The election of President John F. Kennedy was a milestone that went a long way in sealing the tomb on anti-Catholic sentiments. With the election of an Irishman from Massachusetts, the spirit of the Know-Nothing Party was finally laid to rest.
However, a vestige of the past remains: Blaine Amendments, which have deprived students of meaningful educational opportunities for decades.
These amendments trace themselves back to the late 1800s when religion, specifically Protestantism, was widely practiced and taught in public school classrooms. With waves of Irish Catholic immigrants pouring into America, Anglo-Saxon Protestants pushed for state constitutional amendments prohibiting public funds from going to “sectarian” (i.e., Catholic) schools. Thus, the amendment’s original intent was to prevent Catholicism—but not religion overall—from being part of public education. Codified in 37 state constitutions, including Pennsylvania’s, Blaine Amendments now hinder states from exploring innovative policies that would allow funding to follow students to the educational choice that fits them best.
Fortunately, the US Supreme Court has agreed to address the question of whether Blaine Amendments violate the First Amendment freedom of religion and the Fourteenth Amendment equal protection in Espinoza v. Montana Department of Revenue.
Central to the case is Montana’s tax credit scholarship program, which was modestly similar to Pennsylvania’s Education Improvement Tax Credit (EITC). The state Department of Revenue promulgated rules that barred scholarships from being used at religious schools, citing Montana’s broadly written Blaine Amendment forbidding “any direct or indirect appropriation or payment from any public fund or monies…to aid any church, school, academy…controlled in whole or in part by any church, sect, or denomination” (emphasis added).
With the help of the Institute for Justice, three mothers who depend on the scholarships for their children’s education sued the Department. They argued that the program was constitutional since it was not utilizing public funds. However, the Montana Supreme Court not only sided with the state but ruled that the whole program was indirect aid to religious schools and, therefore, was unconstitutional. Now, the Supreme Court will render the final judgement on the constitutionality of Blaine Amendments like Montana’s.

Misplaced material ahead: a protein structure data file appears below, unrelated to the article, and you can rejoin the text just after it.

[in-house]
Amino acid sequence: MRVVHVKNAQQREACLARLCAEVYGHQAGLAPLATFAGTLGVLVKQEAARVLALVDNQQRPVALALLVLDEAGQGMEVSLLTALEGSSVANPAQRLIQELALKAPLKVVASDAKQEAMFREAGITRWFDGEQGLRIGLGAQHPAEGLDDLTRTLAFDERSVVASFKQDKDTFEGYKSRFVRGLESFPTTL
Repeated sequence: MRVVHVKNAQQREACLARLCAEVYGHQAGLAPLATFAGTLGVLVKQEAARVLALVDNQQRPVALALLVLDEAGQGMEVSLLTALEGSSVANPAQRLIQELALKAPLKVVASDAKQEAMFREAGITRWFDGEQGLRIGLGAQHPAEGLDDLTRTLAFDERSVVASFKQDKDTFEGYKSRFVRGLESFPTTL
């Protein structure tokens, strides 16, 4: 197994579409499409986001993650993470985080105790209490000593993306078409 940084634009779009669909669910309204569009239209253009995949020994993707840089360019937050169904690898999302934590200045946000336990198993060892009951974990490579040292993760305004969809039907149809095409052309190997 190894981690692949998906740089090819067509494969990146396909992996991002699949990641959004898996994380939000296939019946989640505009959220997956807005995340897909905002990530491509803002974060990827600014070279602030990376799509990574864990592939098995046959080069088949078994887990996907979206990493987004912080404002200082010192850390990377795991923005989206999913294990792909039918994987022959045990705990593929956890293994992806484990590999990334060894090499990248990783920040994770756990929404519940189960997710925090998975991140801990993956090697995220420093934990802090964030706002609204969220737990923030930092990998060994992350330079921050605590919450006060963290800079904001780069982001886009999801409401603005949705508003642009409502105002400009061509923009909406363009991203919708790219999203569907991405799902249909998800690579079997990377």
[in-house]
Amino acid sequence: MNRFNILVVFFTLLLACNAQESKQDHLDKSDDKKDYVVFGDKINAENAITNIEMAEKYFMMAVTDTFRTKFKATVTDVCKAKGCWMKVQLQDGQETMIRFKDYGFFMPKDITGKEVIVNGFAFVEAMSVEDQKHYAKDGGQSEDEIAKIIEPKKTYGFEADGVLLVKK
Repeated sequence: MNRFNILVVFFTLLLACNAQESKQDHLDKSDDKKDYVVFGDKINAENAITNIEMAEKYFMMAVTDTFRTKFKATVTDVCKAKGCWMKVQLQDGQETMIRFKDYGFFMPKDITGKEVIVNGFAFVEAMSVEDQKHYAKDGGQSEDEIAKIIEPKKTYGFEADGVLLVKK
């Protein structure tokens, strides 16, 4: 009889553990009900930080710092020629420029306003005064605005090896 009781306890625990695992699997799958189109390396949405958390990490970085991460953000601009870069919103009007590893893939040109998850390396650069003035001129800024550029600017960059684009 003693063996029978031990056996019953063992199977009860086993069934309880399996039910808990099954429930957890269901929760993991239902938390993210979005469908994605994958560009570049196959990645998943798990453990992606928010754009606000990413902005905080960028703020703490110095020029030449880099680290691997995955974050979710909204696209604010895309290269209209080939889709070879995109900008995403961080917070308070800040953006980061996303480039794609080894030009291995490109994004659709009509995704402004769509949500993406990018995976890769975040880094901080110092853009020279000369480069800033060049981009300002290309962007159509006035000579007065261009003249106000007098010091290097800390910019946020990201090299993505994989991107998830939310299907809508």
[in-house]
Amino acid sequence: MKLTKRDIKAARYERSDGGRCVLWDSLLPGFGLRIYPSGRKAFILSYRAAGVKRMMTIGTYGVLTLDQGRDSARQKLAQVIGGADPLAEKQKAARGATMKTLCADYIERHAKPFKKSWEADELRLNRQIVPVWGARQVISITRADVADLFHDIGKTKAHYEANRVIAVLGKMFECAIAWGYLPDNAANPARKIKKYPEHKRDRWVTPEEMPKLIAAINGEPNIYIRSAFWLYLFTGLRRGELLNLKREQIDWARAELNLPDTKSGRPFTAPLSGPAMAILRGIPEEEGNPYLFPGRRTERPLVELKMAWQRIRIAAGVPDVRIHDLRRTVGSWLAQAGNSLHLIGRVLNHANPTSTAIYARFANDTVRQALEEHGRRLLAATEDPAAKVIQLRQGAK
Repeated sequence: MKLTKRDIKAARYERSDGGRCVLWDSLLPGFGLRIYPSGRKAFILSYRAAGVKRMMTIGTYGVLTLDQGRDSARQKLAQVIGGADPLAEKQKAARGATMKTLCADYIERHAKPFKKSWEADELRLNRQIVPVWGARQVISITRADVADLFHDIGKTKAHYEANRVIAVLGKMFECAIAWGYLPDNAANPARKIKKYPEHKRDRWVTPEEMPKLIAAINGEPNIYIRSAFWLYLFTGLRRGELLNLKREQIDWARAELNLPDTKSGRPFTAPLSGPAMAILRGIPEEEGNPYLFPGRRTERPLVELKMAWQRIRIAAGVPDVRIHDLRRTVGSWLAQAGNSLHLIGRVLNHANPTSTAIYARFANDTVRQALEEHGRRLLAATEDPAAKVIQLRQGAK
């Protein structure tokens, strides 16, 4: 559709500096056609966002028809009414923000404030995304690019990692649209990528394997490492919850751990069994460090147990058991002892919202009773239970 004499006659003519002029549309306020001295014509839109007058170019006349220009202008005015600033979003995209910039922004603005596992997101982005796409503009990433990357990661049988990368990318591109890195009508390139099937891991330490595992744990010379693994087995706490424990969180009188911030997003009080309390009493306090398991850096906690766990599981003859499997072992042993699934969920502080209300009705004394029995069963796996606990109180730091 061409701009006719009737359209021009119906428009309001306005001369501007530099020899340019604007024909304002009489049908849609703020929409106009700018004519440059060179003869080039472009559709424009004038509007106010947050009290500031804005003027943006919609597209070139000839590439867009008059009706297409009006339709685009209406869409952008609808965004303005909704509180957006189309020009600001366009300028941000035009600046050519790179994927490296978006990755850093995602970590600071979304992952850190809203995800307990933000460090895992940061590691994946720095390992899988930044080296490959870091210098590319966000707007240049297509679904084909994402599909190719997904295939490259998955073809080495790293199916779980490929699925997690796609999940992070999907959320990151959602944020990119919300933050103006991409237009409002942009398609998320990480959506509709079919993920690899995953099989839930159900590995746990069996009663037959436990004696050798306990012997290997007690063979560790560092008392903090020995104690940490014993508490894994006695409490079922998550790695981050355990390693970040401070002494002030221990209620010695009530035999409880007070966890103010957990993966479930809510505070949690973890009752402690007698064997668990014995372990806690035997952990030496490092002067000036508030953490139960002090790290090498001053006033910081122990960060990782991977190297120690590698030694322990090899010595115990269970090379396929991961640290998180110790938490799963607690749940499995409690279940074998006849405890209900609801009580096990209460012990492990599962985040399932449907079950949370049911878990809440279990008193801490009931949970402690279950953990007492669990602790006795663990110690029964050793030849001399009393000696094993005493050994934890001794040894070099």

The principles of the case are nothing novel to the Court.
- In Zelman v. Simmons-Harris, the Supreme Court upheld a Cleveland, Ohio school voucher program, ruling that it was “neutral with respect to religion” and sought to fulfil a “valid secular purpose” in enabling children to obtain an education.
- In Trinity Lutheran Church of Columbia, Inc. v. Comer, the majority found that Missouri’s denial of a church application for new playground surfacing was a violation of the church’s First Amendment protections by “denying a generally available benefit solely on account of the [applicant’s] religious identity.”
If the Supreme Court follows the same logic, the Montana moms stand a good chance of winning. Similar to the situation in Zelman, the Montana program was impartial to religion and was designed to ameliorate the conditions of disadvantaged students. Moreover, the ruling in Trinity Lutheran gives greater scrutiny when the state excludes a church from public benefits.
With these cases setting the stage, the Supreme Court has the opportunity in Espinoza v. Montana Department of Revenue to assert the rights of parents and religious schools to apply for public benefits without compromising their constitutional rights. As a result, Blaine Amendments in Montana, as well as dozens of other states, may be laid to rest. Such an outcome will liberate students across the country to pursue broader educational choices that satisfy their needs.
While Pennsylvania’s EITC is already constitutionally permissible, the removal of the state’s Blaine Amendment will open new possibilities to prioritize students over a constitutional provision from a bygone era.
Zelman and Trinity Lutheran have set a precedent. With such constitutional momentum, the Court may finally perform last rites on Blaine Amendments.